HIV is expected to become the third-leading
cause of death by 2030. Nations in Africa
and South Asia will be especially hard hit.
By drawing on the World Bank’s projections of socioeconomicdevelopment over the next quarter century, researchers at the WorldHealth Organization set out to forecast global trends in death anddisease. Among the grim catalog of predictions is that the current toptwo killers—heart disease and stroke—will hold on to their rankings. By2030, however, HIV/AIDS will move up from its current ranking in fourthplace to become the third-leading cause of death around the globe aswell as the most common cause of debilitating illness.
One of the obvious consequences of increased development will be more deaths andinjuries from traffic accidents, and tobacco-related deaths are alsoexpected to surge, accounting for 10 percent of all fatalities by 2015.In fact, WHO estimates that 50 percent more people will die fromillnesses due to tobacco use than from AIDS that year, although tobaccoitself is not listed as a cause of death. Deaths from tobacco-relatedconditions will be split fairly evenly among cancers, cardiovasculardiseases, and respiratory illnesses.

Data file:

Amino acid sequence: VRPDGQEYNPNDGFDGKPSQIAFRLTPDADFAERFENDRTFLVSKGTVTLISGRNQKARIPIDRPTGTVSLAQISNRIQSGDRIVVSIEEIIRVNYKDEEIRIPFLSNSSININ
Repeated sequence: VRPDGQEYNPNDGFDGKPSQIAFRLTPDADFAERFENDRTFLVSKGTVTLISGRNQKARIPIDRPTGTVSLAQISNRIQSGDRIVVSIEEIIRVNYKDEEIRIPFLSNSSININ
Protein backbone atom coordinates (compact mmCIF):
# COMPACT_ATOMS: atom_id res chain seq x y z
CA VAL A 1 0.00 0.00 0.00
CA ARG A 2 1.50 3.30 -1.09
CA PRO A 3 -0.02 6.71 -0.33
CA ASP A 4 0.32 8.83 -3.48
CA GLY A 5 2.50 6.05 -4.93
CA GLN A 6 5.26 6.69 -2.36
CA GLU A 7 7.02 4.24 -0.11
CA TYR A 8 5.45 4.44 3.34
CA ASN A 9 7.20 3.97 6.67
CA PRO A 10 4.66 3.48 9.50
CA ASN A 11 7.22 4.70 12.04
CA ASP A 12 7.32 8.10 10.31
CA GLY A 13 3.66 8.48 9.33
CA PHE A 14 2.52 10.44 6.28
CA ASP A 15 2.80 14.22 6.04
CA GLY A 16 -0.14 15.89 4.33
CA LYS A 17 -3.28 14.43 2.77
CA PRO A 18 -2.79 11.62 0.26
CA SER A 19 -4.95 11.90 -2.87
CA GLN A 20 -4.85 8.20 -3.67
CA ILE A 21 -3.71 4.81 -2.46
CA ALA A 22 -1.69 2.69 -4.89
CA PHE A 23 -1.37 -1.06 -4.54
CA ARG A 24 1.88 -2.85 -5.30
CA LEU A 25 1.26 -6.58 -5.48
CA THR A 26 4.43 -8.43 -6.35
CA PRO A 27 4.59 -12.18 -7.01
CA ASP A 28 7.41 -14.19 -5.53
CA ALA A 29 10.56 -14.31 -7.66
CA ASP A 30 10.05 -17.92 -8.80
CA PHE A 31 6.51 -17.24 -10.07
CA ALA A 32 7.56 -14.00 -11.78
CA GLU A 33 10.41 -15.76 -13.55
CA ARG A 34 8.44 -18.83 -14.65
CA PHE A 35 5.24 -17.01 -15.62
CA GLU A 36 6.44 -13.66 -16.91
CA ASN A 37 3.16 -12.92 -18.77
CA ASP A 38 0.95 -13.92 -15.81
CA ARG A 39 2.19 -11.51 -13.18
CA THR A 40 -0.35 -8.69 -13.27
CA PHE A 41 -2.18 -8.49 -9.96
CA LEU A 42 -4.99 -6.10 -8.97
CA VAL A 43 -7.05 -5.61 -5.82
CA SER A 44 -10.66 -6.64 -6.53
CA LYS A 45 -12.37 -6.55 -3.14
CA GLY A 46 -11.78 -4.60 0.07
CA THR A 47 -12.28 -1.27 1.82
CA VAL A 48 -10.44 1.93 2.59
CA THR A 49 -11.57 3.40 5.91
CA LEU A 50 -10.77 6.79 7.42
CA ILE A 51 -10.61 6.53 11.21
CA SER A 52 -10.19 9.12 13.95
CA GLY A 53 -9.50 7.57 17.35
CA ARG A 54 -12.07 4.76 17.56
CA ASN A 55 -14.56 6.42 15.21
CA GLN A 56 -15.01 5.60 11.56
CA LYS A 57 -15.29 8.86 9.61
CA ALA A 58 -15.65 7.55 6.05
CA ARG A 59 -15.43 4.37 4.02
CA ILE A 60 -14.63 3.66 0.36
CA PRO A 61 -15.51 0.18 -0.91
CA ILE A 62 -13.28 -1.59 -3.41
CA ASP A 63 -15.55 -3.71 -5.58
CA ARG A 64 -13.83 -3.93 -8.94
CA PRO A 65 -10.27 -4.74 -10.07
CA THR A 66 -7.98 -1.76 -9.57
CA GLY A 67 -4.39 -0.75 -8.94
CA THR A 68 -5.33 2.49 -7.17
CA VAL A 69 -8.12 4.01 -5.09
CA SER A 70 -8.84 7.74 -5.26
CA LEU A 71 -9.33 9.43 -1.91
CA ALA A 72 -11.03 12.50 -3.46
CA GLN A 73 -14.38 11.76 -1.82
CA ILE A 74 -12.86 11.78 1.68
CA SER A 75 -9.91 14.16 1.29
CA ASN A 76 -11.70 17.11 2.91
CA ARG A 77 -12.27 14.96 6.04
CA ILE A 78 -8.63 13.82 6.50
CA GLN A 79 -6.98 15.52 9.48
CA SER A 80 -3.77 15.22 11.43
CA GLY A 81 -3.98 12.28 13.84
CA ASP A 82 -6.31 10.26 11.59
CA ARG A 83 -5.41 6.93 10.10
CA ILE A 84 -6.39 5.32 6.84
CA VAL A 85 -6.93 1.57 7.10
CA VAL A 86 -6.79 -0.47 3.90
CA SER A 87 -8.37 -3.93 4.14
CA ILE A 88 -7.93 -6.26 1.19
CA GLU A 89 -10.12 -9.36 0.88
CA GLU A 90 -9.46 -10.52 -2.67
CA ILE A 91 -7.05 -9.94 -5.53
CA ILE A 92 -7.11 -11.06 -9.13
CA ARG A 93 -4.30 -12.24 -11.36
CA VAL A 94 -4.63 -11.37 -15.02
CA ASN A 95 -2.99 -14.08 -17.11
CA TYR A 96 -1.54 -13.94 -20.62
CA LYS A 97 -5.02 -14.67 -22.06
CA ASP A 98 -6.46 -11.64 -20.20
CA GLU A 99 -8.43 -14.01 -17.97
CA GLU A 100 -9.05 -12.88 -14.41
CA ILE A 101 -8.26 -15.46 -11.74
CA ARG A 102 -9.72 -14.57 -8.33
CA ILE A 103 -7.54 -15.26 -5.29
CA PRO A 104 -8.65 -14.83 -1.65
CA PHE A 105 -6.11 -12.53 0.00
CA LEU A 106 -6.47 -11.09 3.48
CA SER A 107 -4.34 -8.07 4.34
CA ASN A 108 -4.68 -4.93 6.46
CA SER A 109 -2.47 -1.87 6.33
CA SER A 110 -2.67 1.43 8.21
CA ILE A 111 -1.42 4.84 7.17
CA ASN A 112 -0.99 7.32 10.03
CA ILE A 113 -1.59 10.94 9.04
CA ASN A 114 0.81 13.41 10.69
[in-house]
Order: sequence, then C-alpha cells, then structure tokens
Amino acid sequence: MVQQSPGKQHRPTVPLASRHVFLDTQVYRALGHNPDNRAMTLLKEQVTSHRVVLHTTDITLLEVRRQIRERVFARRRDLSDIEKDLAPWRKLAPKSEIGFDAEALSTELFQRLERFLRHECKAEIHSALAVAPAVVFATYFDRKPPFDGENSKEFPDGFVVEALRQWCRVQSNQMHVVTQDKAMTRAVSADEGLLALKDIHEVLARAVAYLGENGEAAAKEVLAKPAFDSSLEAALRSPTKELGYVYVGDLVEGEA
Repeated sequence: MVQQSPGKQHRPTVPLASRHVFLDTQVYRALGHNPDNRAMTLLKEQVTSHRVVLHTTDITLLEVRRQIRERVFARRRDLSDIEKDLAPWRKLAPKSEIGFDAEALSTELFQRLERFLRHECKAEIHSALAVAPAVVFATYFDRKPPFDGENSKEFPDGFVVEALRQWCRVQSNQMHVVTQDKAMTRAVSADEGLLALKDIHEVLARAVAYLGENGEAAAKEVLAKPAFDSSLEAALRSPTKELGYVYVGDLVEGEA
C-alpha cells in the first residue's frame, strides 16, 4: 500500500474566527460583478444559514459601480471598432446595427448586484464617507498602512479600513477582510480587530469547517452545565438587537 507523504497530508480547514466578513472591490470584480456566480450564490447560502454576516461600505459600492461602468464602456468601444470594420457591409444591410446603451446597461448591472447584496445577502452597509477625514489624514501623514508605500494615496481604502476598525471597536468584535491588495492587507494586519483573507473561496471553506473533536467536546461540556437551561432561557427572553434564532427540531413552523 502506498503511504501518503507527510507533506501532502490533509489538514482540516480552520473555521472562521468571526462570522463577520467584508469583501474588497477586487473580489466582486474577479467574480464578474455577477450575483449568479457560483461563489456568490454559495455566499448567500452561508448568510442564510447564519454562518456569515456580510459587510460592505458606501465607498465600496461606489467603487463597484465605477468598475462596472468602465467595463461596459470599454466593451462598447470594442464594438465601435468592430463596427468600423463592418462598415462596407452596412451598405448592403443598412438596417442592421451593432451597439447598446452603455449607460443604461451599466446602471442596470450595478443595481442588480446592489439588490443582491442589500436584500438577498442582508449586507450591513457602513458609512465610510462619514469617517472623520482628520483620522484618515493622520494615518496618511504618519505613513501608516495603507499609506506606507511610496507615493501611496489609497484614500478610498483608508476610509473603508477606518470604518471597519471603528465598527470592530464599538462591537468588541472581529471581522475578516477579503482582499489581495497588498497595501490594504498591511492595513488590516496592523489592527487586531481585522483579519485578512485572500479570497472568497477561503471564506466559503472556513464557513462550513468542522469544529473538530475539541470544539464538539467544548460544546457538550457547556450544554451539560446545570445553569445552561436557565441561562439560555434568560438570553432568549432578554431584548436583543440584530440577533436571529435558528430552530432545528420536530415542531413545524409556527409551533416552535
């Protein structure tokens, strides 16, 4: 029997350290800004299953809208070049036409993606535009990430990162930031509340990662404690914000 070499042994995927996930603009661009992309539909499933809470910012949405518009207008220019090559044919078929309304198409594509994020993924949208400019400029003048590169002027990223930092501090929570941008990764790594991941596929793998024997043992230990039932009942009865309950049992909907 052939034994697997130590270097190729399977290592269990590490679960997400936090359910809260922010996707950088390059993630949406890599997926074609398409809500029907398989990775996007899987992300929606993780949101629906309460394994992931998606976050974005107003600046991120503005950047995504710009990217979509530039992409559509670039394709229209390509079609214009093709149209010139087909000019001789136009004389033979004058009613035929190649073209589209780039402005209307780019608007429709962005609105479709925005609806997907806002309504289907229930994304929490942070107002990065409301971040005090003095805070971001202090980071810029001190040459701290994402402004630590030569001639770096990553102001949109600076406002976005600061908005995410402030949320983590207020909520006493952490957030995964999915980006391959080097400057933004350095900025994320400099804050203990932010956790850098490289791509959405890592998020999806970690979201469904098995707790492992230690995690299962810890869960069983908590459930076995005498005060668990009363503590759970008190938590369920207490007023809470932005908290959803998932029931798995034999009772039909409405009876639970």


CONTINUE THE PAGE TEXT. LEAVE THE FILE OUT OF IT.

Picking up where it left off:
The report, which is themost comprehensive of its kind, does contain some bright spots. Forexample, it predicts that maternal deaths associated with pregnancy andchildbirth will become less common, as will infant mortality and deathsfrom nutritional causes. Because of increased prosperity and bettermedical care, the risk of death for children younger than 5 isprojected to decrease by more than 40 percent by 2030. The death ratefrom tuberculosis, malaria, and other non-HIV infectious diseases willalso decline. And people all over the world will be living longerlives, with the largest gains occurring in Africa and South Asia.